It’s probably not a bad idea to get some Ripple coins into your portfolio. First, XRP is a highly reliable cryptocurrency which carries a high probability of future profits. Ripple is also very liquid so you can easily dispose of your XRP, and it’s also worth keeping in mind that in the near future XRP will let you make international transactions with almost no fees – in other words, Ripple will be a low cost alternative to services like Western Union.

Yup, you can’t mine XRP!

To be clear – and for avoidance of any doubt – you simply need to ignore anything that says “XRP mining” or “Ripple mining rig” – these advertisements are false. There is no way to mine Ripple, you cannot “earn” XRP, they only way to acquire XRP is to buy it.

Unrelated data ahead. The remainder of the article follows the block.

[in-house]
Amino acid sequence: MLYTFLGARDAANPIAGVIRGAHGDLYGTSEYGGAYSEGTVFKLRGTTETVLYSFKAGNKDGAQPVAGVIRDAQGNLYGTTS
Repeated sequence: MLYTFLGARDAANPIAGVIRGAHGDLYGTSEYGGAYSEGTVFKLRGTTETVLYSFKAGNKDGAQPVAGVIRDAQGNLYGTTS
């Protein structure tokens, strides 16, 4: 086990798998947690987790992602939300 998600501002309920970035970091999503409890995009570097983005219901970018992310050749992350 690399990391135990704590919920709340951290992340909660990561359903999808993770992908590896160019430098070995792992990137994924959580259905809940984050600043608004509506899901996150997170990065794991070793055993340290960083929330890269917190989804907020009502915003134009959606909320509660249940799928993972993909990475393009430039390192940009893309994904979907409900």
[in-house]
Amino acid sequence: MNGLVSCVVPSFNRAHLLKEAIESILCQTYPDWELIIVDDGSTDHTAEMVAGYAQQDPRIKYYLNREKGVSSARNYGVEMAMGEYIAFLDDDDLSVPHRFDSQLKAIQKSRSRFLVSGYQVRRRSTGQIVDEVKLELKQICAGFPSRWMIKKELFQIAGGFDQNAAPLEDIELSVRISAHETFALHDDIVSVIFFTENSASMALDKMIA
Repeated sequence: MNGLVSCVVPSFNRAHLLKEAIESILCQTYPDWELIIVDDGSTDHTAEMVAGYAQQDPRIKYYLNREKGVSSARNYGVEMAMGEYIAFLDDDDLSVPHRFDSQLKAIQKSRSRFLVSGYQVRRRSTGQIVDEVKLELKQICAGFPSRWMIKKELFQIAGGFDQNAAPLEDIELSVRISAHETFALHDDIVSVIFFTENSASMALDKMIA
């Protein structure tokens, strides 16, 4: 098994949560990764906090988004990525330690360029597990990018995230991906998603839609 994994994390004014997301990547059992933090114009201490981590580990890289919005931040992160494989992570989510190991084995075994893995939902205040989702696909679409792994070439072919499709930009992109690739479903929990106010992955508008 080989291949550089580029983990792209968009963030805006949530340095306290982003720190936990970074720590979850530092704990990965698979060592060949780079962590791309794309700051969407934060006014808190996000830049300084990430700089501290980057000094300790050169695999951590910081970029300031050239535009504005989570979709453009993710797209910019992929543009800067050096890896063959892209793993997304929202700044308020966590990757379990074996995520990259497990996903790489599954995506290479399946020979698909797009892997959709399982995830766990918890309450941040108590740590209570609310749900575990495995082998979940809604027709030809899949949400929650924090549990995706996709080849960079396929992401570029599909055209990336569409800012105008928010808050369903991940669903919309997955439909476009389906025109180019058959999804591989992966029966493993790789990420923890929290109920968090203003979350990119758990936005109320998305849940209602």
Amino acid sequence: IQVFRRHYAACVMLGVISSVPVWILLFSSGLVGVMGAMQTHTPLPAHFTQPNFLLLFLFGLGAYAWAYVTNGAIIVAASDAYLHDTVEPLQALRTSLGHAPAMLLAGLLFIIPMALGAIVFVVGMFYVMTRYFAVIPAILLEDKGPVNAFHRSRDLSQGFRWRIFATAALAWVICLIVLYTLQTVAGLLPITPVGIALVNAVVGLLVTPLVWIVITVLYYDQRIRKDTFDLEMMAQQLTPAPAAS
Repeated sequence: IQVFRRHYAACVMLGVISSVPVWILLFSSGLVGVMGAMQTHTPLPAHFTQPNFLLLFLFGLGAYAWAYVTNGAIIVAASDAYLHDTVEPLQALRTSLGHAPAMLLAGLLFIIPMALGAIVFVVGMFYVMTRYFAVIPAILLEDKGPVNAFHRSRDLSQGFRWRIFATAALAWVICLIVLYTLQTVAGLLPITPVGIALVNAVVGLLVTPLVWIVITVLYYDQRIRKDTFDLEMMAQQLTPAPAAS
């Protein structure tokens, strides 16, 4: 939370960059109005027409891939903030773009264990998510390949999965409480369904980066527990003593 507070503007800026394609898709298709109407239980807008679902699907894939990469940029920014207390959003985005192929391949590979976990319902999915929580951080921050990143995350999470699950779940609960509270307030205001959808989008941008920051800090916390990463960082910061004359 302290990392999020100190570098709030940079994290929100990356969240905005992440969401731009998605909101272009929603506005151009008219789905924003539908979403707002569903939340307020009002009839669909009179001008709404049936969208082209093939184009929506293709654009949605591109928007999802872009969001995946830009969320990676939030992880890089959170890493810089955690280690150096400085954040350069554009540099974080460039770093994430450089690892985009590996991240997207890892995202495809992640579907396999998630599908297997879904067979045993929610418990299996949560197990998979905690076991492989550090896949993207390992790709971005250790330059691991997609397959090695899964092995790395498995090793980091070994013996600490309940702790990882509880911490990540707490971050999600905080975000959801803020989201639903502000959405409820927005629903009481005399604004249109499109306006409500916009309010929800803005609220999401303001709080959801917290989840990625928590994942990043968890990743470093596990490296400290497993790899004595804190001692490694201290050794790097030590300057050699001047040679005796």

Likewise there is no “XRP cloud mining” because there are no cloud mining outfits that mine XRP. Why? Because XRP cannot be mined. Did you invest in an XRP cloud mining setup? Well, it’s almost certainly a scam.

It’s simple really – Ripple is different

The full supply of Ripple has already been released. Ripple one of very few cryptocurrencies where this is the case – you simply cannot mine new XRP coins, that’s it. However, it doesn’t mean that you cannot acquire XRP – you can, but you need to buy your XRP on a crypto exchange. It’s not hard either, Ripple is popular so you can buy XRP on most popular exchanges.

Mining aficionados don’t need to give up however – there is a whole long list of altcoins that you can mine instead of Ripple; and you can also exchange these altcoins for XRP. Even better: keep a close eye on the market and you could take advantage of a top exchange rate too.